Editor: David Reiss
Brooklyn Law School

June 3, 2016

Trump, Sanders and Housing Policy

By David Reiss


Donald Trump


Senator Sanders








I had earlier blogged about Hillary Clinton’s housing policy positions. Today, I turn to those of Donald Trump and Bernie Sanders.  Amazingly (or, perhaps, completely unsurprisingly), their housing policies present microcosms of their campaigns. Clinton came across as a well-prepared left of center policy wonk who was seeking to continue and perhaps expand a bit on Obama’s housing policy legacy.

In contrast, Trump has nothing of substance to say about housing policy on his campaign website.

Sanders, on the other hand, has a lot to say. He presents a very expensive laundry list of program expansions that would help low- and moderate-income address the cost of housing, but does not indicate how they would be funded. Here are some more details.


Trump has a very skeletal Positions page on his campaign website, listing just seven issues:

  1. Paying for the Wall
  2. Healthcare Reform
  3. U.S.-China Trade Reform
  4. Veterans Administration Reform
  5. Tax Reform
  6. Second Amendment Rights
  7. Immigration Reform

If you search the entire website, there are some passing mentions of housing, but even those are tangential to a housing policy platform (immigrants increase competition for housing, veterans get inadequate housing, the government spurred the housing bubble).


Sanders has a lengthy Affordable Housing platform, outlining ways to

  1. Expand Affordable Housing
  2. Promote Homeownership
  3. Help Underwater Homeowners
  4. Prevent Homelessness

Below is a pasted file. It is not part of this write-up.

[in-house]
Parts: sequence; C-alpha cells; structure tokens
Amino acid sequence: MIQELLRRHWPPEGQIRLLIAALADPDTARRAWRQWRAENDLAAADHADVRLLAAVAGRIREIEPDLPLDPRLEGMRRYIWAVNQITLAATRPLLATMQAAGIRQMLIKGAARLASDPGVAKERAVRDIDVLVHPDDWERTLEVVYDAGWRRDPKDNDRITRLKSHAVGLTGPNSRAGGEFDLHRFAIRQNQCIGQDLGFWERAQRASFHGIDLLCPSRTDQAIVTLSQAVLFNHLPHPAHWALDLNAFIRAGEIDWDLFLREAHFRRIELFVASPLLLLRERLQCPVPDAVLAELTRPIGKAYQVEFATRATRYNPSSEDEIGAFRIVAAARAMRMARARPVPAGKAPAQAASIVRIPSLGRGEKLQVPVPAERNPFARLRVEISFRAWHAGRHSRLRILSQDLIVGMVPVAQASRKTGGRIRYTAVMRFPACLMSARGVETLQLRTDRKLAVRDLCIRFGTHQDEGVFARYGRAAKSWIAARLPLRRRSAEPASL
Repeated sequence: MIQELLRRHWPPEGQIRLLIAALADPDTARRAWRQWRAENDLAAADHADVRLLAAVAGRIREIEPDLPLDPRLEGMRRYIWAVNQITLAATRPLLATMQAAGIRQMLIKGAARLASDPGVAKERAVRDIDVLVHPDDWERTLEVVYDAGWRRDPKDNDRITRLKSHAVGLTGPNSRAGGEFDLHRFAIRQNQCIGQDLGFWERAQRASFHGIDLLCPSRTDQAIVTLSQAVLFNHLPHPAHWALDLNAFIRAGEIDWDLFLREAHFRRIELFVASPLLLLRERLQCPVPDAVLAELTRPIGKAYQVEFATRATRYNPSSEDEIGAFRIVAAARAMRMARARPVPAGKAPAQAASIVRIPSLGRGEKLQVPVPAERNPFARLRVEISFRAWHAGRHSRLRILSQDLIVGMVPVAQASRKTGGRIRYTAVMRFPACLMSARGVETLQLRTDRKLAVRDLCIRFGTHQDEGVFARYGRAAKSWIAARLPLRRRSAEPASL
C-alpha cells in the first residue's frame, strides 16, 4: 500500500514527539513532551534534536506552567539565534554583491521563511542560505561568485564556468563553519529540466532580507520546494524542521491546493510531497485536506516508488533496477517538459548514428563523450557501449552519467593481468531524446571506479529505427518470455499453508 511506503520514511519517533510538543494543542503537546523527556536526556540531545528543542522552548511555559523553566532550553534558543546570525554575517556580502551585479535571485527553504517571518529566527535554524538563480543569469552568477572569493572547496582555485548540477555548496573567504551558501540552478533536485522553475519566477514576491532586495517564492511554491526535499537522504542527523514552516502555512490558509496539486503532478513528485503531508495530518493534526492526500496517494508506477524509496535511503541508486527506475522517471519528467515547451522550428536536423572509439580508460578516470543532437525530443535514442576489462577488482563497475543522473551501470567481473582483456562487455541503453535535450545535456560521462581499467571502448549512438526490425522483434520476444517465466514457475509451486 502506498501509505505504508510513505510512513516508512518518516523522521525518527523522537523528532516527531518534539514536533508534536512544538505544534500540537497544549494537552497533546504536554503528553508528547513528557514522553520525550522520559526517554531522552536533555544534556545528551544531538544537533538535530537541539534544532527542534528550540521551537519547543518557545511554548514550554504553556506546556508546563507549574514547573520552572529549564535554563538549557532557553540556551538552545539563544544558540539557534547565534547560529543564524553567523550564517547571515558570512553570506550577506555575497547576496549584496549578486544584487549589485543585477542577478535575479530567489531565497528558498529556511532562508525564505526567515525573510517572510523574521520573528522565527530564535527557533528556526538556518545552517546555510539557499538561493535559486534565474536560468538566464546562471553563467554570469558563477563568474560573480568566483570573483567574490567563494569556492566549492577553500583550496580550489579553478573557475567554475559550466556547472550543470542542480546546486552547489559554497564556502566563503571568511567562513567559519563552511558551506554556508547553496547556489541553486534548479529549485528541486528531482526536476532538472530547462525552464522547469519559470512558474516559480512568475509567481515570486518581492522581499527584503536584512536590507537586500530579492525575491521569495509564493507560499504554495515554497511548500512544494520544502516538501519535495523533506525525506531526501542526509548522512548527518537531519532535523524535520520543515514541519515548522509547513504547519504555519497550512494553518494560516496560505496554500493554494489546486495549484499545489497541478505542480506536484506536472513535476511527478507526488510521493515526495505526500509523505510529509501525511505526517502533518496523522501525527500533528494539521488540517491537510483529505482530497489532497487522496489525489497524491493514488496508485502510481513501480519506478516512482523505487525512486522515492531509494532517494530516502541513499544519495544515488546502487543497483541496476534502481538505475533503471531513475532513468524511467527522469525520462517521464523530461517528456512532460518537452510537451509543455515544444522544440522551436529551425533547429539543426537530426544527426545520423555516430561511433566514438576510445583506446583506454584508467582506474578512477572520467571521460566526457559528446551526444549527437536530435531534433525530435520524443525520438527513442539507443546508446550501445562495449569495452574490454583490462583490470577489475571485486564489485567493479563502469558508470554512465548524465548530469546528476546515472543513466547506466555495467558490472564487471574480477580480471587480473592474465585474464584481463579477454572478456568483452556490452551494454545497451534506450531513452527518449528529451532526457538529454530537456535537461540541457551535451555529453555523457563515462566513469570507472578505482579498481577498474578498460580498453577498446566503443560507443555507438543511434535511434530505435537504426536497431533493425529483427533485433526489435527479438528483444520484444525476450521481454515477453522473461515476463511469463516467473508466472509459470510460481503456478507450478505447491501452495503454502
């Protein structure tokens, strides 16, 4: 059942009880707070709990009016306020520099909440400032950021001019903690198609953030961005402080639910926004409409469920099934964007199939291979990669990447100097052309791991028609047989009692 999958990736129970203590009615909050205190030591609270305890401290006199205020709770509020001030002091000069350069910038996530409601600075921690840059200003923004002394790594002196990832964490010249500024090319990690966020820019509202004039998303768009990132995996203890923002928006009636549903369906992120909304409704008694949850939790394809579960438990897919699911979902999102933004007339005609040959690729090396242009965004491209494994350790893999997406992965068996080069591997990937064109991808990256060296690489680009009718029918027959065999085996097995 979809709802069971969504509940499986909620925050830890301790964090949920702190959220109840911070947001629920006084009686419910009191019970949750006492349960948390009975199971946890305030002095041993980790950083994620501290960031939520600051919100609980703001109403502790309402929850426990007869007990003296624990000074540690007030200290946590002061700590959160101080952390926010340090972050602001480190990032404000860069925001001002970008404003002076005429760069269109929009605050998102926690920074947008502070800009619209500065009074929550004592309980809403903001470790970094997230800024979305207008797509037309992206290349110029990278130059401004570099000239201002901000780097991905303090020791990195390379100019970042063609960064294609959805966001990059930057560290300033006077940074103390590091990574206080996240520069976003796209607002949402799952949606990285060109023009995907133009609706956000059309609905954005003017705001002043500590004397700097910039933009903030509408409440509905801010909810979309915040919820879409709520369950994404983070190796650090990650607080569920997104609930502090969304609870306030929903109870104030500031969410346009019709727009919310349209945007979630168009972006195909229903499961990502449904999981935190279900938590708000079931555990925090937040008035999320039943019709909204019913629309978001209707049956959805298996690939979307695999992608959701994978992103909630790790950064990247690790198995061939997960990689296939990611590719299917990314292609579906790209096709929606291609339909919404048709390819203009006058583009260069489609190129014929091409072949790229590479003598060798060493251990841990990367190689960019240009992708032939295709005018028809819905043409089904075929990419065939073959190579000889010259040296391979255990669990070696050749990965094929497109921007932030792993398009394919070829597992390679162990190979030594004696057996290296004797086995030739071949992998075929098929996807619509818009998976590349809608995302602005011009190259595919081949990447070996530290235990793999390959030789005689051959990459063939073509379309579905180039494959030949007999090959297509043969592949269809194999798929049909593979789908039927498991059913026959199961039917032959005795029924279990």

5. Get Lead out of Homes
  6. Address Housing and Environmental Justice

It struck me that nearly every one of the proposals involved an increase in funding, sometimes a dramatic one. His first proposal calls for a nearly thirty-fold increase in the funding for the National Housing Trust Fund from $174 million to $5 billion per year (the Obama Administration had asked Congress to provide $1 billion to capitalize the fund but Congress did not do so).

The Fund is currently being capitalized by contributions from Fannie Mae and Freddie Mac, as authorized by Housing and Economic Recovery Act of 2008. For Sanders’ plan to work, he would either (1) need to get these contributions to be dramatically expanded, which would likely raise interest rates on all residential mortgages or (2) get Congress to provide the increased funding. Good luck with that.

I was also struck by the fact that Sanders’ platform did not propose much meaningful reform of the housing sector.  How about getting the federal government to incentivize local governments to build more housing, and affordable housing in particular?

From my review of the three campaign websites (and for the purposes of this post, on that basis alone!), I favor Clinton’s housing policy platform. It is thoughtful, constructive and realistic.

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